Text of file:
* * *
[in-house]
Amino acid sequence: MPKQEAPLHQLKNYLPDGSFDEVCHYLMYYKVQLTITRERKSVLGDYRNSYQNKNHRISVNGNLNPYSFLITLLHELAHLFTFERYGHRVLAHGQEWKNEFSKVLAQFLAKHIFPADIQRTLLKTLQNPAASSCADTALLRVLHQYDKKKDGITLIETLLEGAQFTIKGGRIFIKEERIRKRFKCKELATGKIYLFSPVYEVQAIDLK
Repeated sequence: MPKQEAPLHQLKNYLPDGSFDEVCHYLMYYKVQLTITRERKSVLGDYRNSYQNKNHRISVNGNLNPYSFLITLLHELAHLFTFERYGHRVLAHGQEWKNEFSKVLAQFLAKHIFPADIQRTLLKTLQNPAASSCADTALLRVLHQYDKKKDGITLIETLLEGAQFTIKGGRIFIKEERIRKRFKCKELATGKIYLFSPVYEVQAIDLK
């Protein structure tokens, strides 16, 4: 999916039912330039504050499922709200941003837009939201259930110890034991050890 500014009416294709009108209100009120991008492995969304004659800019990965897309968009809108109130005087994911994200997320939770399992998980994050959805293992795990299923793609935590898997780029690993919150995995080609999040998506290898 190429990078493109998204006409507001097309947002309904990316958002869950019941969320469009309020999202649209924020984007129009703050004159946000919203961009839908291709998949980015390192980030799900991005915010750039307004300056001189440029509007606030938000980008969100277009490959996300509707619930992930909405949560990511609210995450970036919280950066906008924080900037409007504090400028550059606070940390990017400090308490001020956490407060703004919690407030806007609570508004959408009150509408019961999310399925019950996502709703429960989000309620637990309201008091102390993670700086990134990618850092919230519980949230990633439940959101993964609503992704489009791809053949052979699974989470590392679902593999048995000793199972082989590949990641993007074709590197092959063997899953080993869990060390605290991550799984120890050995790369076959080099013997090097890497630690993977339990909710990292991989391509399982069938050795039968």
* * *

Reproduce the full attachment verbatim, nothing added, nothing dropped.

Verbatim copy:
[in-house]
Amino acid sequence: MPKQEAPLHQLKNYLPDGSFDEVCHYLMYYKVQLTITRERKSVLGDYRNSYQNKNHRISVNGNLNPYSFLITLLHELAHLFTFERYGHRVLAHGQEWKNEFSKVLAQFLAKHIFPADIQRTLLKTLQNPAASSCADTALLRVLHQYDKKKDGITLIETLLEGAQFTIKGGRIFIKEERIRKRFKCKELATGKIYLFSPVYEVQAIDLK
Repeated sequence: MPKQEAPLHQLKNYLPDGSFDEVCHYLMYYKVQLTITRERKSVLGDYRNSYQNKNHRISVNGNLNPYSFLITLLHELAHLFTFERYGHRVLAHGQEWKNEFSKVLAQFLAKHIFPADIQRTLLKTLQNPAASSCADTALLRVLHQYDKKKDGITLIETLLEGAQFTIKGGRIFIKEERIRKRFKCKELATGKIYLFSPVYEVQAIDLK
């Protein structure tokens, strides 16, 4: 999916039912330039504050499922709200941003837009939201259930110890034991050890 500014009416294709009108209100009120991008492995969304004659800019990965897309968009809108109130005087994911994200997320939770399992998980994050959805293992795990299923793609935590898997780029690993919150995995080609999040998506290898 190429990078493109998204006409507001097309947002309904990316958002869950019941969320469009309020999202649209924020984007129009703050004159946000919203961009839908291709998949980015390192980030799900991005915010750039307004300056001189440029509007606030938000980008969100277009490959996300509707619930992930909405949560990511609210995450970036919280950066906008924080900037409007504090400028550059606070940390990017400090308490001020956490407060703004919690407030806007609570508004959408009150509408019961999310399925019950996502709703429960989000309620637990309201008091102390993670700086990134990618850092919230519980949230990633439940959101993964609503992704489009791809053949052979699974989470590392679902593999048995000793199972082989590949990641993007074709590197092959063997899953080993869990060390605290991550799984120890050995790369076959080099013997090097890497630690993977339990909710990292991989391509399982069938050795039968």